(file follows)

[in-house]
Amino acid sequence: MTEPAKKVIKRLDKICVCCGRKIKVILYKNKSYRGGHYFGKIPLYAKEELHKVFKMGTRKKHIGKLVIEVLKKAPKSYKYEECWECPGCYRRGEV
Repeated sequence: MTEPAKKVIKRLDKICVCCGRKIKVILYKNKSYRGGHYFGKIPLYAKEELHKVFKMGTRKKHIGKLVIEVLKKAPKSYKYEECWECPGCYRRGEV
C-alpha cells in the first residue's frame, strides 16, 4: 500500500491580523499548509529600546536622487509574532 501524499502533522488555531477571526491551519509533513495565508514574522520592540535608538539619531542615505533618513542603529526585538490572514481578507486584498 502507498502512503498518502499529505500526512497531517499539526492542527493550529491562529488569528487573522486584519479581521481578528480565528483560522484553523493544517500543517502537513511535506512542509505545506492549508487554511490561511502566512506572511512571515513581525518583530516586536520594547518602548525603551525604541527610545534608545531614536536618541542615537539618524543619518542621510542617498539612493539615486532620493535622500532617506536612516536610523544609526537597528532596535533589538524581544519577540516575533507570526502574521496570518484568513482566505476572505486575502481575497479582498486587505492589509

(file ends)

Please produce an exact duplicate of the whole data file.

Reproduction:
[in-house]
Amino acid sequence: MTEPAKKVIKRLDKICVCCGRKIKVILYKNKSYRGGHYFGKIPLYAKEELHKVFKMGTRKKHIGKLVIEVLKKAPKSYKYEECWECPGCYRRGEV
Repeated sequence: MTEPAKKVIKRLDKICVCCGRKIKVILYKNKSYRGGHYFGKIPLYAKEELHKVFKMGTRKKHIGKLVIEVLKKAPKSYKYEECWECPGCYRRGEV
C-alpha cells in the first residue's frame, strides 16, 4: 500500500491580523499548509529600546536622487509574532 501524499502533522488555531477571526491551519509533513495565508514574522520592540535608538539619531542615505533618513542603529526585538490572514481578507486584498 502507498502512503498518502499529505500526512497531517499539526492542527493550529491562529488569528487573522486584519479581521481578528480565528483560522484553523493544517500543517502537513511535506512542509505545506492549508487554511490561511502566512506572511512571515513581525518583530516586536520594547518602548525603551525604541527610545534608545531614536536618541542615537539618524543619518542621510542617498539612493539615486532620493535622500532617506536612516536610523544609526537597528532596535533589538524581544519577540516575533507570526502574521496570518484568513482566505476572505486575502481575497479582498486587505492589509